Pompeii excavations open a rare window on the daily life of slaves

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MILAN – Archaeologists from Pompeii excavating a villa amid the ruins of the volcanic eruption of 79 AD

Italian Culture Minister Dario Franceschini said the find was “an important find which enriches the knowledge of the daily life of ancient Pompeiians, especially the still little known level of society”.

The piece was discovered in a villa on the outskirts of Pompeii in Civita Giuliana, a short walk from where archaeologists discovered in January the remains of a well-preserved ceremonial float.

The bedroom, with a single tall window and no wall decoration, contains the remains of three wooden beds. The beds were adjustable, two measuring 1.7 meters (almost 5 feet 7 inches) and one only 1.4 meters (4 feet 7 inches), possibly indicating that a family with a child had lived there.

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Nearby, a wooden chest contained metal objects and textiles that “appear to be part of horse harnesses,” according to the archaeological park. There was also a wooden steering element for a tank.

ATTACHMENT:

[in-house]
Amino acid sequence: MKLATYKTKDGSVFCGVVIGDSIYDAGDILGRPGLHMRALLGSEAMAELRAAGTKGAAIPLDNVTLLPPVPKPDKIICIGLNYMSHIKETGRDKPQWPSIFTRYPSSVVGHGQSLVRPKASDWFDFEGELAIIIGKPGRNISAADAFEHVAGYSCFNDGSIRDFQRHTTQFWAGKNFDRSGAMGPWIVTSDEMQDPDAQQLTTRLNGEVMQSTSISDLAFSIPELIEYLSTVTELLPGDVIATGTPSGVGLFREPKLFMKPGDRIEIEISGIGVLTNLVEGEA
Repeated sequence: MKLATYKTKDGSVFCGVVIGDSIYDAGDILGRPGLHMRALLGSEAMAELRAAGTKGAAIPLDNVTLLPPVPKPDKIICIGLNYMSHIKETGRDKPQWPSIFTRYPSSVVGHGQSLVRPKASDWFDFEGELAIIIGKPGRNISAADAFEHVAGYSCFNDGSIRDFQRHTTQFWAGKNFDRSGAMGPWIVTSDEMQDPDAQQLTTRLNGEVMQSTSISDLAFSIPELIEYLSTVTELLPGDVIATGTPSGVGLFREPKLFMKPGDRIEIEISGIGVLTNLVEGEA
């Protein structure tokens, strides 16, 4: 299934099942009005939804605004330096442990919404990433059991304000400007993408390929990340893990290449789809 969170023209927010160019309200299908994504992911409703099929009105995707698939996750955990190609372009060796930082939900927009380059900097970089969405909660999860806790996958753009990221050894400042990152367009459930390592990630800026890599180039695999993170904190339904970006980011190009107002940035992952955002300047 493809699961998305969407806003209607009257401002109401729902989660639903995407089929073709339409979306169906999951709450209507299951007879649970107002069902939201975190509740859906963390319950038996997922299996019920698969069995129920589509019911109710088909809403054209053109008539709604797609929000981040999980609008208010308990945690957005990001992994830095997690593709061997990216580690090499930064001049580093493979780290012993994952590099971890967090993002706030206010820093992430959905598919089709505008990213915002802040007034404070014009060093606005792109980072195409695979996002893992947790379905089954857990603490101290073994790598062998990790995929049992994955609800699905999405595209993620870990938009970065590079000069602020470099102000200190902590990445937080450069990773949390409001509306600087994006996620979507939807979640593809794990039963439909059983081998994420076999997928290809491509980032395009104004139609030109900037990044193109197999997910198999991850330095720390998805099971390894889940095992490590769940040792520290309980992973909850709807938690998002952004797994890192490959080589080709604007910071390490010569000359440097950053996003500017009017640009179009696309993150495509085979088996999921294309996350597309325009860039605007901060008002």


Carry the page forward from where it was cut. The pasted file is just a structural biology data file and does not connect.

Chamber pots and other personal items were under the beds, while eight amphorae – an ancient container used as a storage jar – were in a corner, suggesting storage for the house.

“You can imagine here the servants, the slaves who worked in this area and came to sleep here at night,” said Gabriel Zuchtriegel, director of the Pompeii archaeological park. “We know it was definitely a life in precarious conditions.”

The villa, with panoramic views of the Mediterranean Sea on the outskirts of the ancient Roman city, is considered one of Pompeii’s most important recent finds. It was discovered after police discovered illegal tunnels dug by suspected looters in 2017.

Archaeologists also discovered the skeletal remains of two people, believed to have been a rich man and his male slave, who were struck by volcanic ash while trying to escape death.

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